From Across The Pond
Good to read of your interest in our racing over this side of the "pond;" and I noted your comments about how our cars are built so rigid.
Going back to the early '50s when stock racing started in the UK, most tracks were based on our speedway (bike racing) dirt tracks, which are small and tight ovals with very little, if any, banking. Initially, our cars were real heavy-duty. It changed somewhat when a team of racers came over from the USA and introduced us to your lighter weight specials.
Basically, your guys drove around our heavy weights and left us in the dirt. At one time there was the possibility of our racing having a permanent connection with NASCAR but the decision over here was to keep our racing full contact, and that's the way it has stayed.
We now have some purpose-built cars racing tarmac (asphalt) ovals but these were built to similar size and specs as the dirt speedway tracks. So, due to the size and nature of our tracks plus control on tires, maximum speeds are way down on your "big" tracks, and to us, 360 yards is a big track!
So, with tight, flat bends, our average speed is a fraction of what you get on your tracks, more like an average of 45 mph with max of 75 mph. Our rules require head-and-neck restraints in the new car I have been building. I've also included a full containment seat and we have substantial plated rollcages.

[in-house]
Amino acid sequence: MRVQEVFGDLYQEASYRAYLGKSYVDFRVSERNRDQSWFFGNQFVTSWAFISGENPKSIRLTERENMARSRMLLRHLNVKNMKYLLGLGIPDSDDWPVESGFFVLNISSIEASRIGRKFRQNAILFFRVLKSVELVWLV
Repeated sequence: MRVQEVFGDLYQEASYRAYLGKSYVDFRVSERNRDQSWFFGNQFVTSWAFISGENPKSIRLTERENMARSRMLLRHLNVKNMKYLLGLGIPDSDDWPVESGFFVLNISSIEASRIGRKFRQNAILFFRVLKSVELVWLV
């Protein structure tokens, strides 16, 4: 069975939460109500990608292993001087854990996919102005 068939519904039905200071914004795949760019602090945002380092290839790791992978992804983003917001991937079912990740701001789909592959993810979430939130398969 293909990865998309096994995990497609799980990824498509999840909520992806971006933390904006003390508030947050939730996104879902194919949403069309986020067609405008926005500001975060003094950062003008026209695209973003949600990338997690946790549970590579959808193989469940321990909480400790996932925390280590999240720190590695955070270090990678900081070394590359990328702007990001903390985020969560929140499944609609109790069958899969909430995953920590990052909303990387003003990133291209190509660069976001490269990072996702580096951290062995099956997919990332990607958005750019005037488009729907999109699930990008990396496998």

We can also run an open engine spec just restricted by CI block, two valves/cylinder, carbs only, and using pump fuel (max 101-octane) because there's no point in going too far with power as there's a limit of what the tracks and tires will take. We use a reliable 600- to 650-bhp without having to go to high revs and lightweight or exotic engine parts.
Because of the restricted speeds, our chassis are built to take the hits but bumper bracings are designed to give before damaging the chassis and can be adjusted to suit the driver. In our racing, drivers are graded on a monthly basis and a reverse grid system is used with the higher point scorers starting at the back which makes for entertaining racing. So, we don't have to devise ways to restrict engine power, we just race on small, tight tracks.
I too wait for my copy of Circle Track to arrive to keep up with things and pick out the sections that will assist in our racing. Keep up the good work.
Yours in sport,
Thanks for the information. It's always good to hear from racers in other parts of the world. When it all comes down to it, we're all racers at heart and can relate to each other on that basis. It's good to hear that the head-and-neck restraints are mandatory. You're well ahead of us in that department.
As is evident in racing we see on the smaller tracks here, speed is relative. Seventy-five mph on a quarter-mile track is just as fast as 120 on a half-mile track, relatively speaking. And, because of gearing for smaller tracks, getting to the top speed happens so much faster.
I've seen video of some of your racing and it definitely creates excitement and action. Just as it is here, setup is paramount and the ones who are setup right usually are around at the end of the race to take the checkered flag.